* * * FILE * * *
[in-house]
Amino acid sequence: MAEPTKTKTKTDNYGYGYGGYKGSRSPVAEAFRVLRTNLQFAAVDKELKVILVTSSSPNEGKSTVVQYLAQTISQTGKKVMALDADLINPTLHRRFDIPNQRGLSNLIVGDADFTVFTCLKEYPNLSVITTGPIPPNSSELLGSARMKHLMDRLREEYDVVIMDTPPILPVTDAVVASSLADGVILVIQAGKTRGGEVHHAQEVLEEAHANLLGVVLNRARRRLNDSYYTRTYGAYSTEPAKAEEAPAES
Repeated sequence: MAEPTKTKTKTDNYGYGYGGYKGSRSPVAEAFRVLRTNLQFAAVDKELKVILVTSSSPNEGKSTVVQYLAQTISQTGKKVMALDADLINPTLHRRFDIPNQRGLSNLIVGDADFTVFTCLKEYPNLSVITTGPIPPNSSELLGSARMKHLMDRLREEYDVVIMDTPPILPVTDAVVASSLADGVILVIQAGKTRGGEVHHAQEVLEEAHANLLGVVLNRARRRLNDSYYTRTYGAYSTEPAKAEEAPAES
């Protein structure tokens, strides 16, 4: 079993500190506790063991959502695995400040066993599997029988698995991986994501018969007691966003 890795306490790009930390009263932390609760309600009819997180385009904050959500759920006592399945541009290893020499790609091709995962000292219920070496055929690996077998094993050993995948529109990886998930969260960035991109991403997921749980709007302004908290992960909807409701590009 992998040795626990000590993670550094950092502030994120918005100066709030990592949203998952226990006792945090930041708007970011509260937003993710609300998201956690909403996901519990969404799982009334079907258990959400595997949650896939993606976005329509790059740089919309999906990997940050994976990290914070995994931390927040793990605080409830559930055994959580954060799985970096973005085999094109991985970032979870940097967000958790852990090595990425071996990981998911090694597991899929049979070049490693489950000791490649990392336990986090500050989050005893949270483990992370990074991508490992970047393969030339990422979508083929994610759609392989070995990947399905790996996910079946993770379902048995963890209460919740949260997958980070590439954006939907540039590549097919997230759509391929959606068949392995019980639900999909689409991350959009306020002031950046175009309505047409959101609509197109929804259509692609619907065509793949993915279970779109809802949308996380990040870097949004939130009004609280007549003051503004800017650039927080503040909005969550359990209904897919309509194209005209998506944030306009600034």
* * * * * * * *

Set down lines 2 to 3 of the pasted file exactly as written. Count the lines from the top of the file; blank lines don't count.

Amino acid sequence: MAEPTKTKTKTDNYGYGYGGYKGSRSPVAEAFRVLRTNLQFAAVDKELKVILVTSSSPNEGKSTVVQYLAQTISQTGKKVMALDADLINPTLHRRFDIPNQRGLSNLIVGDADFTVFTCLKEYPNLSVITTGPIPPNSSELLGSARMKHLMDRLREEYDVVIMDTPPILPVTDAVVASSLADGVILVIQAGKTRGGEVHHAQEVLEEAHANLLGVVLNRARRRLNDSYYTRTYGAYSTEPAKAEEAPAES
Repeated sequence: MAEPTKTKTKTDNYGYGYGGYKGSRSPVAEAFRVLRTNLQFAAVDKELKVILVTSSSPNEGKSTVVQYLAQTISQTGKKVMALDADLINPTLHRRFDIPNQRGLSNLIVGDADFTVFTCLKEYPNLSVITTGPIPPNSSELLGSARMKHLMDRLREEYDVVIMDTPPILPVTDAVVASSLADGVILVIQAGKTRGGEVHHAQEVLEEAHANLLGVVLNRARRRLNDSYYTRTYGAYSTEPAKAEEAPAES